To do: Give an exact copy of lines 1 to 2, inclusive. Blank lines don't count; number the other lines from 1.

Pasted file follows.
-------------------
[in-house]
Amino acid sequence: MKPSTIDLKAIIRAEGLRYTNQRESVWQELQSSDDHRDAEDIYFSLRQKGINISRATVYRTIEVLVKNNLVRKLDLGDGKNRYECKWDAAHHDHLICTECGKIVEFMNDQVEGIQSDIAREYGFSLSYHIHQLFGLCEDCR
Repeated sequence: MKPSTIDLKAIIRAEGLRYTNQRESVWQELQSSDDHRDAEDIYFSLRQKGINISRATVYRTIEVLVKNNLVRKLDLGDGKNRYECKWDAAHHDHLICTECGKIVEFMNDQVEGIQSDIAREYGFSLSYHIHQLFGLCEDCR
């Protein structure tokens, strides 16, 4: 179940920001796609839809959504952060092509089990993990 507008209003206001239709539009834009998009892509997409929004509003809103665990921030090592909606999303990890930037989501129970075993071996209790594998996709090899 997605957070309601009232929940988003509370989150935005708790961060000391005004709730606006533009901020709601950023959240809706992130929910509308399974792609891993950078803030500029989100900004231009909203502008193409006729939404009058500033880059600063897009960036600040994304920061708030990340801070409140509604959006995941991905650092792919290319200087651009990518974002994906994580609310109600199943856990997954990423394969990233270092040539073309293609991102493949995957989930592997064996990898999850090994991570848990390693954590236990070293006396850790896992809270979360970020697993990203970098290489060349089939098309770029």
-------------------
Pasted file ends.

[in-house]
Amino acid sequence: MKPSTIDLKAIIRAEGLRYTNQRESVWQELQSSDDHRDAEDIYFSLRQKGINISRATVYRTIEVLVKNNLVRKLDLGDGKNRYECKWDAAHHDHLICTECGKIVEFMNDQVEGIQSDIAREYGFSLSYHIHQLFGLCEDCR